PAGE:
According to theoretical framework
- The practice of psychosynthesis is based on the idea that every person only uses a small part of their potential and that we are all capable of leading fulfilling lives.
- In order to uncover a person’s inner wisdom, psychosynthesis counselling will focus on the exploration of feelings, thoughts, sensations and spirit in order to uncover any internal conflicts and blocks.
- Psychosynthesis is the belief that out of every crisis or challenge, something new is seeking to emerge that will lead us on to the path of growth and transformation.
- Psychosynthesis therapists believe that while we cannot always control what comes our way, we do have a choice about how we respond and relate to these events. They aim to help clients find a new sense of direction that provides a source of empowerment.
Reality therapy is a person-centered approach that focuses on the here and now rather than issues from the past. Developed by William Glasser in the 1960s, it promotes problem-solving and making better choices in order to achieve specific goals.
Central to reality therapy is the idea that mental distress is not the result of a mental illness. Instead it is the result of a socially universal human condition that occurs when an individual has not had their basic psychological needs met. These are:
- love and belonging
- power and achievement
- Survival (nourishment and shelter etc.)
- freedom and independence
- Fun (enjoyment and pleasure).
According to Glasser, we are all the time acting to meet these needs. While we may struggle to choose our feelings and physiology, we are able to directly choose our thoughts and actions. Sometimes however, we don’t act effectively, and this can have negative consequences for our health and well-being.
- Reality therapy is therefore considered to find ways of meeting a person’s basic needs, while facilitating clients to become aware of, and change negative thoughts and actions.
- Reality therapists take the view that changing what we do is key to changing how we feel and to getting what we want.
Transactional analysis (TA) is a widely acknowledged form of modern psychology Founded by Eric Berne in the late 1950s that involves a set of practical conceptual tools designed to promote personal growth and change. It is considered an important therapy for well-being and for helping individuals to reach their full potential in all facets of life. It is commonly recognized as a brief and solution-focused approach, transactional analysis can also be applied as an effective long-term, in-depth therapy.
TA therapy is based on the theory that each person has three ego states: parent, adult and child. These are:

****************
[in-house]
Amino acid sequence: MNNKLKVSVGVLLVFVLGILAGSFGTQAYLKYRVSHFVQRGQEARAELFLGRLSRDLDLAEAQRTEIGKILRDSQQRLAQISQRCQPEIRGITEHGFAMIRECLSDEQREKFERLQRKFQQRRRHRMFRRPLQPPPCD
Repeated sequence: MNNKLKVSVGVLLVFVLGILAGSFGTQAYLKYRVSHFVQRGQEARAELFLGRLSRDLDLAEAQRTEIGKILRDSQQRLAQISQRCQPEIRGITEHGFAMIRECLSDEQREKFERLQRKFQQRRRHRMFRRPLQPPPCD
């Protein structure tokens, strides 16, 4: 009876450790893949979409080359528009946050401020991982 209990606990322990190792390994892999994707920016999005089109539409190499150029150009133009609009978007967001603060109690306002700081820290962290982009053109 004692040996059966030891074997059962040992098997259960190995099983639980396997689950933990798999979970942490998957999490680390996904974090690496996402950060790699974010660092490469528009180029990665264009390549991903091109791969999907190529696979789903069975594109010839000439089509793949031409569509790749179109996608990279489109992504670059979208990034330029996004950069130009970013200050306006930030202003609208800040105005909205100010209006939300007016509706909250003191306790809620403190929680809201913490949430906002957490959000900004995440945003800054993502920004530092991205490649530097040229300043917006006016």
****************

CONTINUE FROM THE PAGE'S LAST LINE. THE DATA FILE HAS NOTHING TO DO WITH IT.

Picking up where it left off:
- Parent ego-state – A set of thoughts, feelings and behaviours learnt from our parents and other important people. This part of our personality can be supportive or critical.
- Adult ego-state – Relates to direct responses in the ‘here and now’ that are not influenced by our past. This tends to be the most rational part of our personality.
- Child ego-state – A set of thoughts, feelings and behaviours learnt from our childhood. These can be free and natural or strongly adapted to parental influences.
- The TA therapist will work directly on here and now problem solving behaviours, whereas helping clients to develop day-to-day tools for finding constructive creative solutions. The ultimate goal is to ensure clients regain absolute autonomy over their lives.
Solution-Focused Brief Therapy
Solution-focused brief therapy is also known as solution-focused therapy – is an approach to psychotherapy based on solution-building rather than problem-solving. Although it acknowledges present problems and past causes, it primarily explores an individual’s current resources and future hopes and helping them to look forward and use their own strengths to achieve their goals.
- Solution-focused therapy concentrates solely on an individual’s strengths and possibilities to help them move forward.
- It works by helping those overcome problems without confronting them – using the solution-building concept to substitute change and help individuals to develop a set of clear, brief and realistic goals.
- It is the role of a solution-focused therapist to help stimulate and implement these solutions through a series of discussions.
- The therapist will help individuals to imagine a clear and detailed picture of how they see their future and how things will be better once changes are made. They will also encourage them to explore past experiences and times when they were as happy as they see themselves in their future vision.
Existential-Humanistic psychology helps in the development of higher self-esteem in an individual and make social contributions to the community and society that they live in. Improving one’s self-esteem can be achieved with the help of others (existential therapies, transpersonal psychology, positive psychology, or interpersonal psychodynamic therapy or by self-reflection (mindfulness/meditation). Individuals with higher self-esteem are happier, have better academic performance, and are more aware of the interconnectedness of humans, societies, and countries. This awareness motivates them to make a contribution to others who are not that fortunate and to appreciate the gifts of kindness and compassion shown by others towards them. Life is justly an ever increasing spiral – the more you give the more you will feel better about yourself and improve your self-esteem. It is important to note that social change begins with the individual. From the individual it can extend to the immediate family and community, eventually leading to global change.